Day after day of windless calm and of sunlight, serene and warm, as though all life were suspended on earth, save for the movement of wave and tide, the piping and passing of birds. The early autumnal days were the most beautiful for that soon the sea would be black, with white lines on shoal and sandbank, while the tractor driver on the hills fastened the sack closer round his waist, against the bitter winds. Soon through the mists would float the woodcock moon, pale and circular; and with the north-east wind would come those strange birds, with dead-leaf mottle plumage and long beaks and gentle brown eyes, flapping across the North Sea, from the forests of Norway, and the stone walls of cold fields above fiords in whose green, glissading depths great salmon moved to their spawning beds.
Soon the wind would arise, and the woodcock flights over the sea begin. Singly and twos and threes, while the moon moved up the sky wind-burnished and bright, with purple shine about its winter beginning, the woodcock would come darkly over the waves.’
You may put out peanuts for perky little blue tits in your garden but could you tell a marsh tit from a coal tit? This half day course at Pensthorpe is for novice birdwatchers, curious about how to identify birds and, even if they’re hidden, know them by their song.
Pensthorpe’s spectacular diversity of habitats from lakes, ponds and rivers to woodlands, farmland and wildflower meadows means there’s always a fantastic mix of birds on the reserve. No wonder it’s been a popular filming location for BBC Springwatch! You may see winter visitors like skeins of pink-footed geese or busy fieldfare and redwing, just flown in from Scandinavia to feast on berries in the Norfolk hedgerows. Perhaps you’ll spot a red kite high above or hear a kingfisher as it darts by in a flash of turquoise.
When nature writer Melissa Harrison learned to recognise birds, she wrote in The Stubborn Light of Things, ‘more and more species swam out of anonymity into sharp focus…my brain no longer relegates bird calls to background noise. This is a change anyone can make.’ Once you know how to tune in, the instruments of the avian orchestra become distinct, a rich, layered tapestry of sound. The species you’ll see changes by season so if you fall in love with birdwatching, annual memberships are a great gift. At Pensthorpe, arrive as a beginner and leave as a birding expert. It’s never too late – or too early – to start.
Join the RSPB for an exclusive bird spectacular at their Snettisham reserve with panoramic views over shining mudflats and salty lagoons. Without question, this is one of the most memorable and enthralling natural events to be seen anywhere in Britain! Witness the noise, chaos and wild drama of the whirling waders as the sky roars to the exhilarating sound of ten thousand wingbeats.
Take your place at the Wader Watch point or in the Shore hide for this exclusive Snettisham experience and watch all the action in the company of an experienced and knowledgeable guide. When the birds have taken flight and the Wash falls quiet, you’ll spend time with your guide looking for other shorebirds and gulls feeding on the mudflats or resting in the saline lagoons. During the morning you’ll have a chance to learn more about these dynamic birds, their breeding and migration behaviours and why The Wash is such a unique and special eco-system. Finish the tour at Knots Landing, a new hide opened by Chris Packham, and watch bird action in the pits.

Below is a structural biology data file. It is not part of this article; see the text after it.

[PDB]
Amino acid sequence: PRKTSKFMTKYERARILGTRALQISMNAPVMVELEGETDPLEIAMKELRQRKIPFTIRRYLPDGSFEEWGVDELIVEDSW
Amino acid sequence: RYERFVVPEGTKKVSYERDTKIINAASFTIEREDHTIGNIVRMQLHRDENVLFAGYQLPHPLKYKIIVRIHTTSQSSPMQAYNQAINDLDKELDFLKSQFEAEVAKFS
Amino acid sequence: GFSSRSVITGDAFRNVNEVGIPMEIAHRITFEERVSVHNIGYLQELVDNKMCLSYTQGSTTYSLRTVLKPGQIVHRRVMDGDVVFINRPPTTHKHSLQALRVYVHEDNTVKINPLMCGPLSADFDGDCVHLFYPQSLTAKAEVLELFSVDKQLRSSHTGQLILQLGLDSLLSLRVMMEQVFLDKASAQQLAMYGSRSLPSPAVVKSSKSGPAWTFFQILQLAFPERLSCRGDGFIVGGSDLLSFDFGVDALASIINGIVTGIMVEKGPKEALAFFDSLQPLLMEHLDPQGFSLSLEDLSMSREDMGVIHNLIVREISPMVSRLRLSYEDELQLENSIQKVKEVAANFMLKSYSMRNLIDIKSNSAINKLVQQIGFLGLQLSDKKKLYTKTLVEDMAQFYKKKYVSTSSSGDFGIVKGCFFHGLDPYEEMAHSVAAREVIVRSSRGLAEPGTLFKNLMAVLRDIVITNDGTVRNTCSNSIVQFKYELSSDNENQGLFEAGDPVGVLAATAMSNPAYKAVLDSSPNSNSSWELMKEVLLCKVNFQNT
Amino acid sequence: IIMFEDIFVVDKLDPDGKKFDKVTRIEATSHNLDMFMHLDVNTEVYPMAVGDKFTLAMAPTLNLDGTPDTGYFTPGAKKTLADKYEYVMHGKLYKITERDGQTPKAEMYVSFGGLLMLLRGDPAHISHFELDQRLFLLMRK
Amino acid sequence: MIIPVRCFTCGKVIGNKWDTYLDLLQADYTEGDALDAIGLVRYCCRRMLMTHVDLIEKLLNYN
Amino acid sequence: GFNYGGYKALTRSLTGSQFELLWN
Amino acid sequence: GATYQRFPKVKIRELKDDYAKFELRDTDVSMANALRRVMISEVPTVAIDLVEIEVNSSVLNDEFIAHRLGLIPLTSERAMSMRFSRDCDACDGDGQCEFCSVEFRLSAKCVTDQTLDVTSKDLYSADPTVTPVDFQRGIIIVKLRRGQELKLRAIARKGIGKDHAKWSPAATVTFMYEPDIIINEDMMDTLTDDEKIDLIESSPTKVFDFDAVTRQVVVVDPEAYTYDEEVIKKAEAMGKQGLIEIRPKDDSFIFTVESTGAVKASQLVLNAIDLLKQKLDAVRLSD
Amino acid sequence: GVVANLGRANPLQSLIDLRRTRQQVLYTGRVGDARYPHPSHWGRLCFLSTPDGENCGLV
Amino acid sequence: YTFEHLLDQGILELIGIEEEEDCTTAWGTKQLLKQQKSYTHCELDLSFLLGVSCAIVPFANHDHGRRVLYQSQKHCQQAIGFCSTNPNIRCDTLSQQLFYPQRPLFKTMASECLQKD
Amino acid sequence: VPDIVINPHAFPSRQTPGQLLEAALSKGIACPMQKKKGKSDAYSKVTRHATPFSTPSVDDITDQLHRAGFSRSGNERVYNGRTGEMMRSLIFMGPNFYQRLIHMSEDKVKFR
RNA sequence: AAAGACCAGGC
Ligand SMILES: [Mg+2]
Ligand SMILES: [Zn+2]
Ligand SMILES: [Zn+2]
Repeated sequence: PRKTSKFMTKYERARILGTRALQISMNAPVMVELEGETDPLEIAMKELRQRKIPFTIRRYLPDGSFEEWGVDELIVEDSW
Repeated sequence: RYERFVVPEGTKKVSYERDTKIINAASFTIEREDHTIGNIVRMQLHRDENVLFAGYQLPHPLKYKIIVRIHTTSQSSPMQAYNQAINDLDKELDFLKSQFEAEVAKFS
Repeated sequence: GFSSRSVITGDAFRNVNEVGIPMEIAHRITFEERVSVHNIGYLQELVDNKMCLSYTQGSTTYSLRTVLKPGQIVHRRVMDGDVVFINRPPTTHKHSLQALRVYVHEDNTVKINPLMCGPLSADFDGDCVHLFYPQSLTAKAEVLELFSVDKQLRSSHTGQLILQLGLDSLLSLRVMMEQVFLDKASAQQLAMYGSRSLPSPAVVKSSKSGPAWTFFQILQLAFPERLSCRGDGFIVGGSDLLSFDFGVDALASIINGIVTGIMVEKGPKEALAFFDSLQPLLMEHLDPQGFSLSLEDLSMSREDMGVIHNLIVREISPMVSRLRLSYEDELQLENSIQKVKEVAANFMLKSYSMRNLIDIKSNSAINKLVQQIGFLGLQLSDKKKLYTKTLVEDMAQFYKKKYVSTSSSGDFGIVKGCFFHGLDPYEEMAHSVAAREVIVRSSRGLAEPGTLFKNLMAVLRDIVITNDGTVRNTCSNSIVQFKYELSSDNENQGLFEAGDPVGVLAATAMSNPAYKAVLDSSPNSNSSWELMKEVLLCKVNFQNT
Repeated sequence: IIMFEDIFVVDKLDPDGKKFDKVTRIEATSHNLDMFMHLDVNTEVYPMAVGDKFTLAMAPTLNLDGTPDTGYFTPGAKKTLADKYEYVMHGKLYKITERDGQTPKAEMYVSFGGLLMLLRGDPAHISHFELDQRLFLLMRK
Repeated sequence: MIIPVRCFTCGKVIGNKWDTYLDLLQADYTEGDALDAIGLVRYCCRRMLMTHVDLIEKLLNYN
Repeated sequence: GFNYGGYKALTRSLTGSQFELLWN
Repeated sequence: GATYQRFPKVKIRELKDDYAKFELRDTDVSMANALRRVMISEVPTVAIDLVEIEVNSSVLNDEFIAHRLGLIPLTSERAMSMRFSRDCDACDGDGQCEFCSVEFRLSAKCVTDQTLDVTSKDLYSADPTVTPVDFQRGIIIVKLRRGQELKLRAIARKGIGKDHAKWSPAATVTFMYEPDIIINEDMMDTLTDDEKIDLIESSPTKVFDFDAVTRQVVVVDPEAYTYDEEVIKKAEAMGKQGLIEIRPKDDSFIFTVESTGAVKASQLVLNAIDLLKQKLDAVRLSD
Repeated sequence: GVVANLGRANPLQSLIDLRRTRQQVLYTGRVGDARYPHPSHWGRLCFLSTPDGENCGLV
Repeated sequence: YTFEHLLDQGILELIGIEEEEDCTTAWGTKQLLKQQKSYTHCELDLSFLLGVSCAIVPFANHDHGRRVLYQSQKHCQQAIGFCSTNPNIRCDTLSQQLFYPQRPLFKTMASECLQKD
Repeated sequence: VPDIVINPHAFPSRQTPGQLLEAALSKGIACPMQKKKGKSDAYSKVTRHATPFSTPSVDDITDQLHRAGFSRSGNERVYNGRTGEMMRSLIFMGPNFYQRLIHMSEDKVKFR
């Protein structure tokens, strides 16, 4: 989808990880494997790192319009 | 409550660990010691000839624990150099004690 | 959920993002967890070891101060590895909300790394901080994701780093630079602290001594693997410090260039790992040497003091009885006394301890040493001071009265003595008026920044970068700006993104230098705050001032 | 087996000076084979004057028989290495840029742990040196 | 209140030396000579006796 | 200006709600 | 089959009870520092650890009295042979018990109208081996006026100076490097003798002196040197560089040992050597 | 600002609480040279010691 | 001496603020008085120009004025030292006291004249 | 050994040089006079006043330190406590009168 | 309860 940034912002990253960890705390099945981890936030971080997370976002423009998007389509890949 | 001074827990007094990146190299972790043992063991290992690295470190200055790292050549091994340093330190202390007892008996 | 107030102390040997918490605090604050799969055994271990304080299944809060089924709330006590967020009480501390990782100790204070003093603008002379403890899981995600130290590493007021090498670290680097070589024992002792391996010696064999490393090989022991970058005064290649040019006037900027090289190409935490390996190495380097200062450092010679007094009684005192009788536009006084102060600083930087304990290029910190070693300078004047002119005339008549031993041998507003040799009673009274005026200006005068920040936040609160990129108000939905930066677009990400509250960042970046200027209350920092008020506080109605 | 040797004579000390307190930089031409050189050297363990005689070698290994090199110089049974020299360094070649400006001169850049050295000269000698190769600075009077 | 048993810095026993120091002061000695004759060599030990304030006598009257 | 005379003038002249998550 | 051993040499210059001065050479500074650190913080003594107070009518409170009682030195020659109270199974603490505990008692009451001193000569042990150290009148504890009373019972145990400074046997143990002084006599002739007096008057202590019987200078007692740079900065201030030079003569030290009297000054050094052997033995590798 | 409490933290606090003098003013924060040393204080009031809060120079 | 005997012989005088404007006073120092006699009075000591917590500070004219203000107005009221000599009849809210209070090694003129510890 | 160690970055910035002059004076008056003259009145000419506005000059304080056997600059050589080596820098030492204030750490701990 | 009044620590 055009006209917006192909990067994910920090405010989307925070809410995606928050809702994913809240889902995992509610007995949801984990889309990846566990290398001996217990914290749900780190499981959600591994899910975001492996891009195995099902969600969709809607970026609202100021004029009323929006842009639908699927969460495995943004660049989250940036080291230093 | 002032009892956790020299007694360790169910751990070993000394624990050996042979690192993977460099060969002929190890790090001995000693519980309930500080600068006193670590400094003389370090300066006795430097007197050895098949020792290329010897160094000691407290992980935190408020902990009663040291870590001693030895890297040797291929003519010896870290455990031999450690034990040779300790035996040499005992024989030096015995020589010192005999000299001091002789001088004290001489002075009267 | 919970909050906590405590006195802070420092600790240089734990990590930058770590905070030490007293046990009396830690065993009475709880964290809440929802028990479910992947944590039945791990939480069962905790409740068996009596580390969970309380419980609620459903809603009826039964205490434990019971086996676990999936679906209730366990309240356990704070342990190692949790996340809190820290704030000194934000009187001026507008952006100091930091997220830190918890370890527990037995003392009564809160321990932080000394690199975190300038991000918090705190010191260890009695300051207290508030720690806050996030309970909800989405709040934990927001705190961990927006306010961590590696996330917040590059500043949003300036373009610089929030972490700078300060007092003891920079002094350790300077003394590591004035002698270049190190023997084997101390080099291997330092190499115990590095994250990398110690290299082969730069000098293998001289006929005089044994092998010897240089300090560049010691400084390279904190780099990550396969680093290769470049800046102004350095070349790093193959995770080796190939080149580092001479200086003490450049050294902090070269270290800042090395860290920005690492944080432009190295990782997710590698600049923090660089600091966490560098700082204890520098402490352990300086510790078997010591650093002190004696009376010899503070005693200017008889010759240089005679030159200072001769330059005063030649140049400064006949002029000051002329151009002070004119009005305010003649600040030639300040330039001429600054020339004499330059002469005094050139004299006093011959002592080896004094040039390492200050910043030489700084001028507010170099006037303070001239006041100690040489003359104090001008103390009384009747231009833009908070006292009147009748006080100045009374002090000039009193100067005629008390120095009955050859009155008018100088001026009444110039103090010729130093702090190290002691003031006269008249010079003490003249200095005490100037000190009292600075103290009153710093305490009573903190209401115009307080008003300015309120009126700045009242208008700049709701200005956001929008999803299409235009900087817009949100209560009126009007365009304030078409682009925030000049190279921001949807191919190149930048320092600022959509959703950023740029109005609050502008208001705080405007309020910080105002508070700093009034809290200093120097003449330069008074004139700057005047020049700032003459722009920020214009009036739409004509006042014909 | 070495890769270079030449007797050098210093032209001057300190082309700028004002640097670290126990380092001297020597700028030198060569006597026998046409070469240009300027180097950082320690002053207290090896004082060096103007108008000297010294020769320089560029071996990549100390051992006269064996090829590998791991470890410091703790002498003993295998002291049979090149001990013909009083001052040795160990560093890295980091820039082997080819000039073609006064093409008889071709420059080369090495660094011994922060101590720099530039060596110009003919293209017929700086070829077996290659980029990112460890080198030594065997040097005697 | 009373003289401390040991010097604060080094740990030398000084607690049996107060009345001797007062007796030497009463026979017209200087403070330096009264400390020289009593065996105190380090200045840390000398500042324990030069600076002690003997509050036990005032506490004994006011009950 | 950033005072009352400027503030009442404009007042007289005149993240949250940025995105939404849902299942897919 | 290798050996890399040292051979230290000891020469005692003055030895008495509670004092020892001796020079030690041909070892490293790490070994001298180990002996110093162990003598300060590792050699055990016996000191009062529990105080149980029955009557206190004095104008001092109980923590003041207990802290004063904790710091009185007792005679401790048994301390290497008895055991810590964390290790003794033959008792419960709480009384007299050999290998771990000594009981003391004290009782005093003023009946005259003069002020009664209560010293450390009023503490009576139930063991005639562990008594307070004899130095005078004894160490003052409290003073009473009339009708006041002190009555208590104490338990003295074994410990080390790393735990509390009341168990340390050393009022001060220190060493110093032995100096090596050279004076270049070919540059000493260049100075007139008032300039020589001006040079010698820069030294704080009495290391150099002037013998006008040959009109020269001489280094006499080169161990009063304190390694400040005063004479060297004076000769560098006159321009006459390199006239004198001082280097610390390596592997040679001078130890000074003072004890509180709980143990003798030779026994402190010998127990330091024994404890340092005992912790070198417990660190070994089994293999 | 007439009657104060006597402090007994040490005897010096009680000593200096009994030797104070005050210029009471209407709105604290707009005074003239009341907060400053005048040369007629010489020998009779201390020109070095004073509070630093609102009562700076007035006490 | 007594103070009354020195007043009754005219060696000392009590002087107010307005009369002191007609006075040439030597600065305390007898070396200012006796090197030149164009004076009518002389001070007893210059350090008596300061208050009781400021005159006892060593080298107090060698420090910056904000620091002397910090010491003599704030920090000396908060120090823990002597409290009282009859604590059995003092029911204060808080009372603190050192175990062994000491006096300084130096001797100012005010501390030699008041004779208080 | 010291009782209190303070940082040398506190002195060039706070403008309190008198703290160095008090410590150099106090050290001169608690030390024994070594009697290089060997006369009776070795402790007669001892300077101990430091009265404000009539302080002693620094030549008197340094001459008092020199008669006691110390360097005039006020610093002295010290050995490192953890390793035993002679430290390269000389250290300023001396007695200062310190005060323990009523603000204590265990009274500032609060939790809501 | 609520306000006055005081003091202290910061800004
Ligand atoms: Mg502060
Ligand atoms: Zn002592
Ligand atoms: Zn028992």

This event coincides with one of the highest spring tides of the year and public parking is always very limited. Your VIP ticket will guarantee you premium parking for this ever popular occasion, as well as the opportunity to spend the morning with an RSPB ranger.
To see the birds up close bring binoculars or a scope. And remember to bring your camera to capture the sheer thrill of nature’s magnificence.
A good walk on a cold, bright day does wonders for wellbeing, restoring the joy of connecting with nature. And you can always follow it with a hearty pub lunch! Start at the Snettisham Wood car park (PE31 7PF). Face west towards the sea and follow the left hand path along the edge of the woods past the old railway crossing house. Slender young oaks, birches with bark like white paper and chestnut trees grow alongside the uneven path which gradually ascends the hill. Walk deeper into the resting wood where trees are taller and older, many first rooted centuries ago. Gnarled branches of oak and beech form a living canopy until, west of the path, the view opens to rolling fields and a stunning vista towards the Wash. On clear days the wooded ridge of Sandringham can be seen. Walk round the edge of the wood, still sheltered by its ancient branches.
Listen for the plaintive ‘ki ki’ of buzzards. Around snowdrop time, you may see a courting pair, spiralling on the thermals in a mesmerising sky dance. The path divides, either take the circular woodland route or walk on to the beach, across a rewilded landscape, balanced for nature through regenerative farming. Pass flooded fields of ducks, where marsh harriers glide low over the reeds and peewits (lapwings) call. Here, for once, nature and people are held in balance. To explore more of this area, check out the Activities you can book through Wild Ken Hill.